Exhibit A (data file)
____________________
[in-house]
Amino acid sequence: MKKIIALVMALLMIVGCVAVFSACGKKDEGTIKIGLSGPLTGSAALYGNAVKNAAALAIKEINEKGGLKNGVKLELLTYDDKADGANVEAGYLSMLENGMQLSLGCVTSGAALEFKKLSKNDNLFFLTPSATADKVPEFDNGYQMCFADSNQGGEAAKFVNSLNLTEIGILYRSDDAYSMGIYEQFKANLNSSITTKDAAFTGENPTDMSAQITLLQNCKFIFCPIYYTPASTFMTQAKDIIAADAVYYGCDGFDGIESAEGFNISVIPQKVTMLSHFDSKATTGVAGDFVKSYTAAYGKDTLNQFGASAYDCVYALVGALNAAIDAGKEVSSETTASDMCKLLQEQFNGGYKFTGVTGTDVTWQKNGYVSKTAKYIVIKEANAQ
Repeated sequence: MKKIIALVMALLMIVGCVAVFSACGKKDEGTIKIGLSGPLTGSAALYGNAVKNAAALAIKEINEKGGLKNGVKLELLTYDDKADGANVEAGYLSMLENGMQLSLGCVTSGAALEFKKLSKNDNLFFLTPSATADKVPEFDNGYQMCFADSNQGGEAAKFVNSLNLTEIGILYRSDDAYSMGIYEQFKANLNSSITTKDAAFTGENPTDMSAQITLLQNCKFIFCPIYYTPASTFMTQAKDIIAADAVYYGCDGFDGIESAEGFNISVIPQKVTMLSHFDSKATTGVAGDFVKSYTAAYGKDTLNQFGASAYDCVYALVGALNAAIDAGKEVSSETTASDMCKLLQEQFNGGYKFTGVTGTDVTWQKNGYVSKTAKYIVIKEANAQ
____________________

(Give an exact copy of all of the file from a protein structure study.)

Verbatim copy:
[in-house]
Amino acid sequence: MKKIIALVMALLMIVGCVAVFSACGKKDEGTIKIGLSGPLTGSAALYGNAVKNAAALAIKEINEKGGLKNGVKLELLTYDDKADGANVEAGYLSMLENGMQLSLGCVTSGAALEFKKLSKNDNLFFLTPSATADKVPEFDNGYQMCFADSNQGGEAAKFVNSLNLTEIGILYRSDDAYSMGIYEQFKANLNSSITTKDAAFTGENPTDMSAQITLLQNCKFIFCPIYYTPASTFMTQAKDIIAADAVYYGCDGFDGIESAEGFNISVIPQKVTMLSHFDSKATTGVAGDFVKSYTAAYGKDTLNQFGASAYDCVYALVGALNAAIDAGKEVSSETTASDMCKLLQEQFNGGYKFTGVTGTDVTWQKNGYVSKTAKYIVIKEANAQ
Repeated sequence: MKKIIALVMALLMIVGCVAVFSACGKKDEGTIKIGLSGPLTGSAALYGNAVKNAAALAIKEINEKGGLKNGVKLELLTYDDKADGANVEAGYLSMLENGMQLSLGCVTSGAALEFKKLSKNDNLFFLTPSATADKVPEFDNGYQMCFADSNQGGEAAKFVNSLNLTEIGILYRSDDAYSMGIYEQFKANLNSSITTKDAAFTGENPTDMSAQITLLQNCKFIFCPIYYTPASTFMTQAKDIIAADAVYYGCDGFDGIESAEGFNISVIPQKVTMLSHFDSKATTGVAGDFVKSYTAAYGKDTLNQFGASAYDCVYALVGALNAAIDAGKEVSSETTASDMCKLLQEQFNGGYKFTGVTGTDVTWQKNGYVSKTAKYIVIKEANAQ